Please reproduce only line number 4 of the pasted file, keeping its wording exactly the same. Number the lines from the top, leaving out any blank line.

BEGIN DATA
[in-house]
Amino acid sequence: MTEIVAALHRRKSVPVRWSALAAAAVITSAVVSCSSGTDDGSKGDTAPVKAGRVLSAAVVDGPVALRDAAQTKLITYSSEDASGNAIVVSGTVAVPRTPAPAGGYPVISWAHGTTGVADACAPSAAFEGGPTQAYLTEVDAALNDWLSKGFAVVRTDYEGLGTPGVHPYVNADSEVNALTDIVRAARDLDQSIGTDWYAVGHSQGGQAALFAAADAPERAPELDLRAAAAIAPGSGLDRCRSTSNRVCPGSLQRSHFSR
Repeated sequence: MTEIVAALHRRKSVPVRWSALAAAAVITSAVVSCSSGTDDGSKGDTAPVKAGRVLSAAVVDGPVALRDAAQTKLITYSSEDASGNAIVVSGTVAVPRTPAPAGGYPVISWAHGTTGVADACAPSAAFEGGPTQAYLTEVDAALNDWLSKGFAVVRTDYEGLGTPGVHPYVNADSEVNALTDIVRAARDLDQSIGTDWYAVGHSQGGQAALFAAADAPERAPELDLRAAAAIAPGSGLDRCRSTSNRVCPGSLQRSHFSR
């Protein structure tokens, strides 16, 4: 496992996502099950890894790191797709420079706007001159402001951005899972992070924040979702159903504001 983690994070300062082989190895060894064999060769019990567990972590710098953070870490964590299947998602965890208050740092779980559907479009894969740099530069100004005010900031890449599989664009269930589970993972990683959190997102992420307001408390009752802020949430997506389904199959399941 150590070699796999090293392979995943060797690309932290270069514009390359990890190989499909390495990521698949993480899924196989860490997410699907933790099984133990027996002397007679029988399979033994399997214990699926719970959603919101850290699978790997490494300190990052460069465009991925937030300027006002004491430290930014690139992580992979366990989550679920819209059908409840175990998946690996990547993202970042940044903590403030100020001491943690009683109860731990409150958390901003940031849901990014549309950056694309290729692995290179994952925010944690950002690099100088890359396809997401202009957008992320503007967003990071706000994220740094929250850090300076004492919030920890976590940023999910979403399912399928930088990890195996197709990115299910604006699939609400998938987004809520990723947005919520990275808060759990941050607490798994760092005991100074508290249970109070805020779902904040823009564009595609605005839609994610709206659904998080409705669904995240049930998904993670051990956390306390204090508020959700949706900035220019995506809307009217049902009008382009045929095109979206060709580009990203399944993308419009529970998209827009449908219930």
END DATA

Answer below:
């Protein structure tokens, strides 16, 4: 496992996502099950890894790191797709420079706007001159402001951005899972992070924040979702159903504001 983690994070300062082989190895060894064999060769019990567990972590710098953070870490964590299947998602965890208050740092779980559907479009894969740099530069100004005010900031890449599989664009269930589970993972990683959190997102992420307001408390009752802020949430997506389904199959399941 150590070699796999090293392979995943060797690309932290270069514009390359990890190989499909390495990521698949993480899924196989860490997410699907933790099984133990027996002397007679029988399979033994399997214990699926719970959603919101850290699978790997490494300190990052460069465009991925937030300027006002004491430290930014690139992580992979366990989550679920819209059908409840175990998946690996990547993202970042940044903590403030100020001491943690009683109860731990409150958390901003940031849901990014549309950056694309290729692995290179994952925010944690950002690099100088890359396809997401202009957008992320503007967003990071706000994220740094929250850090300076004492919030920890976590940023999910979403399912399928930088990890195996197709990115299910604006699939609400998938987004809520990723947005919520990275808060759990941050607490798994760092005991100074508290249970109070805020779902904040823009564009595609605005839609994610709206659904998080409705669904995240049930998904993670051990956390306390204090508020959700949706900035220019995506809307009217049902009008382009045929095109979206060709580009990203399944993308419009529970998209827009449908219930």